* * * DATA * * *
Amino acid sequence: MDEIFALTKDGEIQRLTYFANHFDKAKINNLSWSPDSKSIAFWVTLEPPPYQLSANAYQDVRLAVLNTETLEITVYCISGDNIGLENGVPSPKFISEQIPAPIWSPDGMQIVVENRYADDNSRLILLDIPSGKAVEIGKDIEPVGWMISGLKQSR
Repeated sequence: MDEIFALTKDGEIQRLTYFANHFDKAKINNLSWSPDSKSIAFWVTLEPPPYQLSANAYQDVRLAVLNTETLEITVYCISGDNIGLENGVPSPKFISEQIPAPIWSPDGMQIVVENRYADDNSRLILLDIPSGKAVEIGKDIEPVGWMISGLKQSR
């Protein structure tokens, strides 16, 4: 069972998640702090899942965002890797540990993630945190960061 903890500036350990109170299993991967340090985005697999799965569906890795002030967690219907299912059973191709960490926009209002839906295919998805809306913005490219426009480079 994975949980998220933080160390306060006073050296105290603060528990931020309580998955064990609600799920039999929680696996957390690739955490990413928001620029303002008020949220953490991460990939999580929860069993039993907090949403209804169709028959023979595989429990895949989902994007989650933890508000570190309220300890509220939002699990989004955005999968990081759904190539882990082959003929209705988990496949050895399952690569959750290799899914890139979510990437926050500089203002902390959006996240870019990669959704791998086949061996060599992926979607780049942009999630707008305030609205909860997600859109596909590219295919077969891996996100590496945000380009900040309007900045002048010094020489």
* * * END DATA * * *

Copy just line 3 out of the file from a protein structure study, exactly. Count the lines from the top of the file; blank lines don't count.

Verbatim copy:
């Protein structure tokens, strides 16, 4: 069972998640702090899942965002890797540990993630945190960061 903890500036350990109170299993991967340090985005697999799965569906890795002030967690219907299912059973191709960490926009209002839906295919998805809306913005490219426009480079 994975949980998220933080160390306060006073050296105290603060528990931020309580998955064990609600799920039999929680696996957390690739955490990413928001620029303002008020949220953490991460990939999580929860069993039993907090949403209804169709028959023979595989429990895949989902994007989650933890508000570190309220300890509220939002699990989004955005999968990081759904190539882990082959003929209705988990496949050895399952690569959750290799899914890139979510990437926050500089203002902390959006996240870019990669959704791998086949061996060599992926979607780049942009999630707008305030609205909860997600859109596909590219295919077969891996996100590496945000380009900040309007900045002048010094020489």